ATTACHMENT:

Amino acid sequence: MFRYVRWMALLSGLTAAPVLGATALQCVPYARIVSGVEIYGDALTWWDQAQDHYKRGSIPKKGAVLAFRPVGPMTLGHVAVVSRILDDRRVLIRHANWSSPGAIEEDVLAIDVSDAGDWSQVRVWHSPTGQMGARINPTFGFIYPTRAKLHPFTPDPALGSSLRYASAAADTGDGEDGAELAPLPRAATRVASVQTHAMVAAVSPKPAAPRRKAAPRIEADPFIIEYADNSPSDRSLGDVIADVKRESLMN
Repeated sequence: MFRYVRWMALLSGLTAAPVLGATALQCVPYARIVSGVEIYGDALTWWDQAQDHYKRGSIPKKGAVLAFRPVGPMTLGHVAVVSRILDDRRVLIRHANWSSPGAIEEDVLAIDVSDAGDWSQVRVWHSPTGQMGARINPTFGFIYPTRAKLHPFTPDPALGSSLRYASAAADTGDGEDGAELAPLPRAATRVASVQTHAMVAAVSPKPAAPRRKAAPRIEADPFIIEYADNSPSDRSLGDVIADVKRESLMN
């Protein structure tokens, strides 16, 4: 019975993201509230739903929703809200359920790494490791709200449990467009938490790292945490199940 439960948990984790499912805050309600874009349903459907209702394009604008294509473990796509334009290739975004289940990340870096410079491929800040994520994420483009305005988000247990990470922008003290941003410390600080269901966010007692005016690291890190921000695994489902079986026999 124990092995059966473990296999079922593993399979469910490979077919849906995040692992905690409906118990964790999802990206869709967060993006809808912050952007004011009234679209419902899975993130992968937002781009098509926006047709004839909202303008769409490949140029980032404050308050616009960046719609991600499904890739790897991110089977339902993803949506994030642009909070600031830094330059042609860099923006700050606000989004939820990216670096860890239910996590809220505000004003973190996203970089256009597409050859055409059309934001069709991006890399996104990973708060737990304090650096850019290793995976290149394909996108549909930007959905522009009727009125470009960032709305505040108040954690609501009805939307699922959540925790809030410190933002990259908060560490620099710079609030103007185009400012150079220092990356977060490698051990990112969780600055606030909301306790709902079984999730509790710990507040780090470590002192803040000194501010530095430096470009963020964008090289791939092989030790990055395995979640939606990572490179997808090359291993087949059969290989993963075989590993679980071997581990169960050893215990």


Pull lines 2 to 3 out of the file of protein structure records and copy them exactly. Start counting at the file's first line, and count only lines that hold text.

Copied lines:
Repeated sequence: MFRYVRWMALLSGLTAAPVLGATALQCVPYARIVSGVEIYGDALTWWDQAQDHYKRGSIPKKGAVLAFRPVGPMTLGHVAVVSRILDDRRVLIRHANWSSPGAIEEDVLAIDVSDAGDWSQVRVWHSPTGQMGARINPTFGFIYPTRAKLHPFTPDPALGSSLRYASAAADTGDGEDGAELAPLPRAATRVASVQTHAMVAAVSPKPAAPRRKAAPRIEADPFIIEYADNSPSDRSLGDVIADVKRESLMN
């Protein structure tokens, strides 16, 4: 019975993201509230739903929703809200359920790494490791709200449990467009938490790292945490199940 439960948990984790499912805050309600874009349903459907209702394009604008294509473990796509334009290739975004289940990340870096410079491929800040994520994420483009305005988000247990990470922008003290941003410390600080269901966010007692005016690291890190921000695994489902079986026999 124990092995059966473990296999079922593993399979469910490979077919849906995040692992905690409906118990964790999802990206869709967060993006809808912050952007004011009234679209419902899975993130992968937002781009098509926006047709004839909202303008769409490949140029980032404050308050616009960046719609991600499904890739790897991110089977339902993803949506994030642009909070600031830094330059042609860099923006700050606000989004939820990216670096860890239910996590809220505000004003973190996203970089256009597409050859055409059309934001069709991006890399996104990973708060737990304090650096850019290793995976290149394909996108549909930007959905522009009727009125470009960032709305505040108040954690609501009805939307699922959540925790809030410190933002990259908060560490620099710079609030103007185009400012150079220092990356977060490698051990990112969780600055606030909301306790709902079984999730509790710990507040780090470590002192803040000194501010530095430096470009963020964008090289791939092989030790990055395995979640939606990572490179997808090359291993087949059969290989993963075989590993679980071997581990169960050893215990």